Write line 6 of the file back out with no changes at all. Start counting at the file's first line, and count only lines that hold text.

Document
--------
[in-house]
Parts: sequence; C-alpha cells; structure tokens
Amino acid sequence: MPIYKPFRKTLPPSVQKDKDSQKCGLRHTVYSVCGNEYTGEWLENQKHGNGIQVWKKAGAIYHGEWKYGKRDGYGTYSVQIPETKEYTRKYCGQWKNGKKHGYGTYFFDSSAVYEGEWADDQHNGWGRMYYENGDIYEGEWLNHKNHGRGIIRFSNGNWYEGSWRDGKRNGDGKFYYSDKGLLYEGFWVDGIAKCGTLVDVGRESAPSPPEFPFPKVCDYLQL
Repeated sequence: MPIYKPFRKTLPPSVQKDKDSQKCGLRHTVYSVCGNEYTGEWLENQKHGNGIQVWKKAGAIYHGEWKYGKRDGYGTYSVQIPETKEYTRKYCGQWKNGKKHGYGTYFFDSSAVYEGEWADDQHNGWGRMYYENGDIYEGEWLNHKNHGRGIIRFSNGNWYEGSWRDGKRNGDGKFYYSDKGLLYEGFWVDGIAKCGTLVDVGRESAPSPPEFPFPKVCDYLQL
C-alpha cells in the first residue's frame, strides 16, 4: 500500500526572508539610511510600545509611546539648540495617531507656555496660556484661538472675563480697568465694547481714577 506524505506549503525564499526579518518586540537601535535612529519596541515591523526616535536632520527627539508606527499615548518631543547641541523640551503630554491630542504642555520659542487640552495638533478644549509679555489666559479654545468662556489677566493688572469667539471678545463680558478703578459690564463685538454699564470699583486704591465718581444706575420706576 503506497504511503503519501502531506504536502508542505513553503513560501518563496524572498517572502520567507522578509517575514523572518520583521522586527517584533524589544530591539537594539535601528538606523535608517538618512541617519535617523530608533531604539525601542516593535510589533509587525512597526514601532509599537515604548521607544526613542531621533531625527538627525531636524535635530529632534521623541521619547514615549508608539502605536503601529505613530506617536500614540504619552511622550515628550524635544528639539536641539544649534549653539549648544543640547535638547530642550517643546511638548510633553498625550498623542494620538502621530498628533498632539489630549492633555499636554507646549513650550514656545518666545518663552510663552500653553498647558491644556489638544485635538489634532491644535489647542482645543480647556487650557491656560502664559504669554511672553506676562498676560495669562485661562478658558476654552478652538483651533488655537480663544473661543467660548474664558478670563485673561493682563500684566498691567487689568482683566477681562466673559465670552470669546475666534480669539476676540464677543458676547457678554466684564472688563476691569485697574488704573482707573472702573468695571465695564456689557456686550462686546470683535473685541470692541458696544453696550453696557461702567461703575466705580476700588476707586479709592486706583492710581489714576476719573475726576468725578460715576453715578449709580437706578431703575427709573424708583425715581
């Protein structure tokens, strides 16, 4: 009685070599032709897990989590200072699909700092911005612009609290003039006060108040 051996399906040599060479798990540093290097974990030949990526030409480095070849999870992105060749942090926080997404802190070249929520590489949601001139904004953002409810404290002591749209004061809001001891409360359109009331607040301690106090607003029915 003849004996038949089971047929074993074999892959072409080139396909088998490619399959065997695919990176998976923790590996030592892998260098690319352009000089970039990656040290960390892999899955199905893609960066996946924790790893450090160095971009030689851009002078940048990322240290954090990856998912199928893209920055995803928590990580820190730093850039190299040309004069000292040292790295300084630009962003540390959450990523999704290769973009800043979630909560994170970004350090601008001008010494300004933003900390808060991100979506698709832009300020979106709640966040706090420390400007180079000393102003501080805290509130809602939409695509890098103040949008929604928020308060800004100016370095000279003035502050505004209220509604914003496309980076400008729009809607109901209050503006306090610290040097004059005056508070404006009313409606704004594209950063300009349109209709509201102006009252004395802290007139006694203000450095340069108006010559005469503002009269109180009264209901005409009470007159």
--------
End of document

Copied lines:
């Protein structure tokens, strides 16, 4: 009685070599032709897990989590200072699909700092911005612009609290003039006060108040 051996399906040599060479798990540093290097974990030949990526030409480095070849999870992105060749942090926080997404802190070249929520590489949601001139904004953002409810404290002591749209004061809001001891409360359109009331607040301690106090607003029915 003849004996038949089971047929074993074999892959072409080139396909088998490619399959065997695919990176998976923790590996030592892998260098690319352009000089970039990656040290960390892999899955199905893609960066996946924790790893450090160095971009030689851009002078940048990322240290954090990856998912199928893209920055995803928590990580820190730093850039190299040309004069000292040292790295300084630009962003540390959450990523999704290769973009800043979630909560994170970004350090601008001008010494300004933003900390808060991100979506698709832009300020979106709640966040706090420390400007180079000393102003501080805290509130809602939409695509890098103040949008929604928020308060800004100016370095000279003035502050505004209220509604914003496309980076400008729009809607109901209050503006306090610290040097004059005056508070404006009313409606704004594209950063300009349109209709509201102006009252004395802290007139006694203000450095340069108006010559005469503002009269109180009264209901005409009470007159």